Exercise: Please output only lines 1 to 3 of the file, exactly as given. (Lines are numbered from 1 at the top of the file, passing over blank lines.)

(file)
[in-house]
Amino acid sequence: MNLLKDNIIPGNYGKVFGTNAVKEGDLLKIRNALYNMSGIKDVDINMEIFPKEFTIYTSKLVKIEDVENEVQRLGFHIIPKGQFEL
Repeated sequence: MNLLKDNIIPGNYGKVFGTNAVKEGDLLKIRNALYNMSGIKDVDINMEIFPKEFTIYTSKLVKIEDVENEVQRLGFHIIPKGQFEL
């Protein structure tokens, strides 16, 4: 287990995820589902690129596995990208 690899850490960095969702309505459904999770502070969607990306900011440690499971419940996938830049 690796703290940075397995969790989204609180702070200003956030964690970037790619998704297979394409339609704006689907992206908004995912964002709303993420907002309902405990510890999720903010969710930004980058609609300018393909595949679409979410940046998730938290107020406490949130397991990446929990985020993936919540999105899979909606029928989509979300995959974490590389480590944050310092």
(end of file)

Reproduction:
[in-house]
Amino acid sequence: MNLLKDNIIPGNYGKVFGTNAVKEGDLLKIRNALYNMSGIKDVDINMEIFPKEFTIYTSKLVKIEDVENEVQRLGFHIIPKGQFEL
Repeated sequence: MNLLKDNIIPGNYGKVFGTNAVKEGDLLKIRNALYNMSGIKDVDINMEIFPKEFTIYTSKLVKIEDVENEVQRLGFHIIPKGQFEL